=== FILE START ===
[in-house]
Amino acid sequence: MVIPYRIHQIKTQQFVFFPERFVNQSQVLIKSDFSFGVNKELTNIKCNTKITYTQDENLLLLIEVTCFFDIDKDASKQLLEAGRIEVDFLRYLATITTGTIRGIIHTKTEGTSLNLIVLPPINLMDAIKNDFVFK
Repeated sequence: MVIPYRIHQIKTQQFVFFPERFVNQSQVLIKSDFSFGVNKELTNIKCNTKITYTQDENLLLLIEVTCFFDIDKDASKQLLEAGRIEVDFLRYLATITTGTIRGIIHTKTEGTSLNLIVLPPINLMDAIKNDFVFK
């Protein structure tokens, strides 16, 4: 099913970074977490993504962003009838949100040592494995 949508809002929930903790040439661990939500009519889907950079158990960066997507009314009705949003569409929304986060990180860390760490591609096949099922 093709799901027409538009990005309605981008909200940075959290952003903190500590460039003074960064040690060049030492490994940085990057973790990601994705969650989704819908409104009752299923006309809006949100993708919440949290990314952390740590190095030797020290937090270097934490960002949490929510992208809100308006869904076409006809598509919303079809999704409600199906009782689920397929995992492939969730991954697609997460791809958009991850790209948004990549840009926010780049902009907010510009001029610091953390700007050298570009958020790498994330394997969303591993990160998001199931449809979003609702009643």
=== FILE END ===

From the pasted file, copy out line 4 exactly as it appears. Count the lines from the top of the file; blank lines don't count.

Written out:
């Protein structure tokens, strides 16, 4: 099913970074977490993504962003009838949100040592494995 949508809002929930903790040439661990939500009519889907950079158990960066997507009314009705949003569409929304986060990180860390760490591609096949099922 093709799901027409538009990005309605981008909200940075959290952003903190500590460039003074960064040690060049030492490994940085990057973790990601994705969650989704819908409104009752299923006309809006949100993708919440949290990314952390740590190095030797020290937090270097934490960002949490929510992208809100308006869904076409006809598509919303079809999704409600199906009782689920397929995992492939969730991954697609997460791809958009991850790209948004990549840009926010780049902009907010510009001029610091953390700007050298570009958020790498994330394997969303591993990160998001199931449809979003609702009643």